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Top Story: ID theft is going through the roof, and here's why

This time of year, you're under enough stress thinking about how much money you owe the Internal Revenue Service. So, you may not be thinking about your online security.

Yet, this time of year is precisely when you really need to ramp up the protection of your identity. In fact, the Federal Trade Commission has released shocking information about identity theft.

It turns out that in 2015, ID theft surged 47% over 2014, to 490,220 cases reported to the FTC. Of those, about half were tax or wage identity theft. Those cases of ID theft more than doubled, from 109,250 in 2014, to 221,854 in 2015.

FTC ID Theft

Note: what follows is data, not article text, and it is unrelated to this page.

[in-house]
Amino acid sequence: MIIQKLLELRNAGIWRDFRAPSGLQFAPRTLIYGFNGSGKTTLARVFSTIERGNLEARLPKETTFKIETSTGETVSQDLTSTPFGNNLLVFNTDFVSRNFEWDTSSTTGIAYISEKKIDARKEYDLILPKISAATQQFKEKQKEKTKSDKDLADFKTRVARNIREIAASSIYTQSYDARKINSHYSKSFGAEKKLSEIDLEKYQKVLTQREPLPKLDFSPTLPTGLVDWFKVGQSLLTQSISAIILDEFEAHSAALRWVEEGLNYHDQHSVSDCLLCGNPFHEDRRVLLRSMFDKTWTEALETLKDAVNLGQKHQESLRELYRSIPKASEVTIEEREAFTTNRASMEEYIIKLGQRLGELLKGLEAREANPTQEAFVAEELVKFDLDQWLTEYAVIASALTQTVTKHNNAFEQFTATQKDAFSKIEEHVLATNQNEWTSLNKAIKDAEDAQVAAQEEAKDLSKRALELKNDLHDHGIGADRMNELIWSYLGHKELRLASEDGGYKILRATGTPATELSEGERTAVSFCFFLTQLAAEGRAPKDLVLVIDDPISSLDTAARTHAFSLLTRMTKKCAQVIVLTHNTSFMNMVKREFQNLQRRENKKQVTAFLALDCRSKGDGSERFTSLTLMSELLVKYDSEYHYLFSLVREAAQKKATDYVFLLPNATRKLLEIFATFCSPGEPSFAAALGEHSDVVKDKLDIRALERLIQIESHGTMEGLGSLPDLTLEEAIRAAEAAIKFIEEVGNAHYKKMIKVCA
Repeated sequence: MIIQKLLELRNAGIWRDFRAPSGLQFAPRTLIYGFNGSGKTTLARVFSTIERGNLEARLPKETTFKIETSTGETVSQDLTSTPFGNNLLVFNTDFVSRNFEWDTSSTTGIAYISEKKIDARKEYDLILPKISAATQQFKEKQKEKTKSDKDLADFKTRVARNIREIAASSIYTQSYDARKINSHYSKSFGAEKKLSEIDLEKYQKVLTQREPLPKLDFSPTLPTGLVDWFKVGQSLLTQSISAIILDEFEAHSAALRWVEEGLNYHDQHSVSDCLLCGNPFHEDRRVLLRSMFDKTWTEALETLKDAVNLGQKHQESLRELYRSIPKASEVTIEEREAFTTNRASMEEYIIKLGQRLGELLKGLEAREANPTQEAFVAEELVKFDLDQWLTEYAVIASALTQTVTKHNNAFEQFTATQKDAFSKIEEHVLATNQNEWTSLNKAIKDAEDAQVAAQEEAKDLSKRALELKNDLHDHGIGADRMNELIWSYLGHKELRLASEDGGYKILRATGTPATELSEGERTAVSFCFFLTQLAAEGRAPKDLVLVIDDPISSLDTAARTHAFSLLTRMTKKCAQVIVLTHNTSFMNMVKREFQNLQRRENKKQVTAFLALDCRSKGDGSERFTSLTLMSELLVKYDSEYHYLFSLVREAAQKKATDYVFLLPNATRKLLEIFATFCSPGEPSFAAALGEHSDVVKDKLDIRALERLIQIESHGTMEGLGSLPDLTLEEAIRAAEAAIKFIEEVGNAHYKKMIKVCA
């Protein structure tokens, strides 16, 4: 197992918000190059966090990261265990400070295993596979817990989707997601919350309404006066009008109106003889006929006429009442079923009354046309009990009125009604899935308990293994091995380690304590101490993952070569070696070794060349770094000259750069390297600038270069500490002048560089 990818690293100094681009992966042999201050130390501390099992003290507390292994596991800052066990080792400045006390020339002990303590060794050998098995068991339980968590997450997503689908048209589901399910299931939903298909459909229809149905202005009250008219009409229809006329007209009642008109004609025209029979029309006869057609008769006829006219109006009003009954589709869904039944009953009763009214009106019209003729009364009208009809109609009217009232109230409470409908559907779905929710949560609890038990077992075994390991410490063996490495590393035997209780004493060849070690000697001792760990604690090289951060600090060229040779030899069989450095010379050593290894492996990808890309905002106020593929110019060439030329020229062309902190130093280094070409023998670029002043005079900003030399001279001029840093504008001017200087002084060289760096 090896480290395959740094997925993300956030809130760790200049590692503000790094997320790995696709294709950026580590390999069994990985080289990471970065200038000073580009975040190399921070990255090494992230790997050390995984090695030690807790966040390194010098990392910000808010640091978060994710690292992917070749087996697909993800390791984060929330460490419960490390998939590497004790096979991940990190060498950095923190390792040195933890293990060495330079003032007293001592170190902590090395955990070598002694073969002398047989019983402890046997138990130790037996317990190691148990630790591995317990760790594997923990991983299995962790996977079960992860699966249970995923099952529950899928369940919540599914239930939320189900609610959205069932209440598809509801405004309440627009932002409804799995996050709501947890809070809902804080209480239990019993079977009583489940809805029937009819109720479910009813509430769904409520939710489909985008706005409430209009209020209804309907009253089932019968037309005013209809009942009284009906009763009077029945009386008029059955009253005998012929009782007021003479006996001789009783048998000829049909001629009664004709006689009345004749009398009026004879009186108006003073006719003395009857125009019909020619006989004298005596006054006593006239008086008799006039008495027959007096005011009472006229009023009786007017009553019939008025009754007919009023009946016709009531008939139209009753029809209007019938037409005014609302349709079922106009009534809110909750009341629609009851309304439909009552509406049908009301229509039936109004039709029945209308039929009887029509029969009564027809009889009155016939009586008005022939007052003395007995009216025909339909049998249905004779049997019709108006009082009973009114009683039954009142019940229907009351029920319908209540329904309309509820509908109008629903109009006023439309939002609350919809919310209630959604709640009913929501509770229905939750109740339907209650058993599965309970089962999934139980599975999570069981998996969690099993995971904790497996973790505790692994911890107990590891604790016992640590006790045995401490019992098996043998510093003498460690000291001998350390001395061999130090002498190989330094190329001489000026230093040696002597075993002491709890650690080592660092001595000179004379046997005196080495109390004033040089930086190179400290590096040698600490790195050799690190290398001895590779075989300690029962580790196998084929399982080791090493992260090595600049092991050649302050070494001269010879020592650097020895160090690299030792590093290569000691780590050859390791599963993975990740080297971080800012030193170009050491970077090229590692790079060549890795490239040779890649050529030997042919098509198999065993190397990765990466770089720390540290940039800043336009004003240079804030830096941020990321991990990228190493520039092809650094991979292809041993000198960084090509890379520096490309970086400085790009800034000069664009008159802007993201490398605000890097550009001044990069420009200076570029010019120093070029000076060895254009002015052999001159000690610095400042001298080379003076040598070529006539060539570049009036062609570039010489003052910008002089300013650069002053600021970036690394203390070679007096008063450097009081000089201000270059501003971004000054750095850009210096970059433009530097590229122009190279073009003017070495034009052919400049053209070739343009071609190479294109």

The FTC is taking steps to combat ID theft. Among its actions, during its "Identity Theft Awareness Week," is the debut of its improved website, IdentityTheft.gov. The site is meant to provide an easy way for you to report ID theft to the government.

"The upgraded site, which is mobile and tablet accessible, offers an array of easy-to-use tools, that enables identity theft victims to create the documents they need to alert police, the main credit bureaus and the IRS, among others," FTC Chairwoman Edith Ramirez, recently told reporters. "Identity theft victims can now go online and get a free, personalized identity theft recovery plan."

The FTC is also taking steps to ensure that your ID is safe when you're on the site. The site, for instance, doesn't request your driver's license or Social Security numbers. The FTC also uses multi-step authentication when people request a recovery plan. Two- or multi-step authentication requires you to input a secret, one-time security code, in addition to your password.

It's nice the FTC is creating tools to prevent and minimize the effects of identity theft. However, there are still hundreds of companies and organizations that have your information who don't care nearly as much. Protect yourself with a credit monitoring service.

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